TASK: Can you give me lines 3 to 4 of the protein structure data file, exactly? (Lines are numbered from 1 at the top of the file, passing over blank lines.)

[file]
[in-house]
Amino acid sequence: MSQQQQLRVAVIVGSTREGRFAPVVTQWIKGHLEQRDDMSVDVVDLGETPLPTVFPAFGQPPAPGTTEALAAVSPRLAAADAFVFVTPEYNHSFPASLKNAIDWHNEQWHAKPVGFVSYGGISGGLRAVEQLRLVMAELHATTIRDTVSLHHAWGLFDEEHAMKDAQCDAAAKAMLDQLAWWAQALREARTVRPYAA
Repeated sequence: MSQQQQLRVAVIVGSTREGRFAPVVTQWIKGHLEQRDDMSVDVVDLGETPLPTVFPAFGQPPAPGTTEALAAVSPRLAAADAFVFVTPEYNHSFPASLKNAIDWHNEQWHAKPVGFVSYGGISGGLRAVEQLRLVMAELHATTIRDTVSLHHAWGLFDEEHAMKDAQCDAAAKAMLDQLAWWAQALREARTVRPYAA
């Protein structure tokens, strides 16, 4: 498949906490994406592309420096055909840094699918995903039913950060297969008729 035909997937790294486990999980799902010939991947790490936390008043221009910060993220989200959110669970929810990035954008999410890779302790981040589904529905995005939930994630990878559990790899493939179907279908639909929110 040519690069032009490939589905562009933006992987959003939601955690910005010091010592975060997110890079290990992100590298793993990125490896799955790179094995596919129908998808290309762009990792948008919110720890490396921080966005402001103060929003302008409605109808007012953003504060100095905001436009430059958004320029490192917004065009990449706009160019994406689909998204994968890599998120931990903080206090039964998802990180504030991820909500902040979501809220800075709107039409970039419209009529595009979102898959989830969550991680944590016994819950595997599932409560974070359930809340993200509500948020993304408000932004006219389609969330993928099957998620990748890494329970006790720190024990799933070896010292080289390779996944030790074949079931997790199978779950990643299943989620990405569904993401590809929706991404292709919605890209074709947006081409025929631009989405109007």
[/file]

Repeated sequence: MSQQQQLRVAVIVGSTREGRFAPVVTQWIKGHLEQRDDMSVDVVDLGETPLPTVFPAFGQPPAPGTTEALAAVSPRLAAADAFVFVTPEYNHSFPASLKNAIDWHNEQWHAKPVGFVSYGGISGGLRAVEQLRLVMAELHATTIRDTVSLHHAWGLFDEEHAMKDAQCDAAAKAMLDQLAWWAQALREARTVRPYAA
């Protein structure tokens, strides 16, 4: 498949906490994406592309420096055909840094699918995903039913950060297969008729 035909997937790294486990999980799902010939991947790490936390008043221009910060993220989200959110669970929810990035954008999410890779302790981040589904529905995005939930994630990878559990790899493939179907279908639909929110 040519690069032009490939589905562009933006992987959003939601955690910005010091010592975060997110890079290990992100590298793993990125490896799955790179094995596919129908998808290309762009990792948008919110720890490396921080966005402001103060929003302008409605109808007012953003504060100095905001436009430059958004320029490192917004065009990449706009160019994406689909998204994968890599998120931990903080206090039964998802990180504030991820909500902040979501809220800075709107039409970039419209009529595009979102898959989830969550991680944590016994819950595997599932409560974070359930809340993200509500948020993304408000932004006219389609969330993928099957998620990748890494329970006790720190024990799933070896010292080289390779996944030790074949079931997790199978779950990643299943989620990405569904993401590809929706991404292709919605890209074709947006081409025929631009989405109007």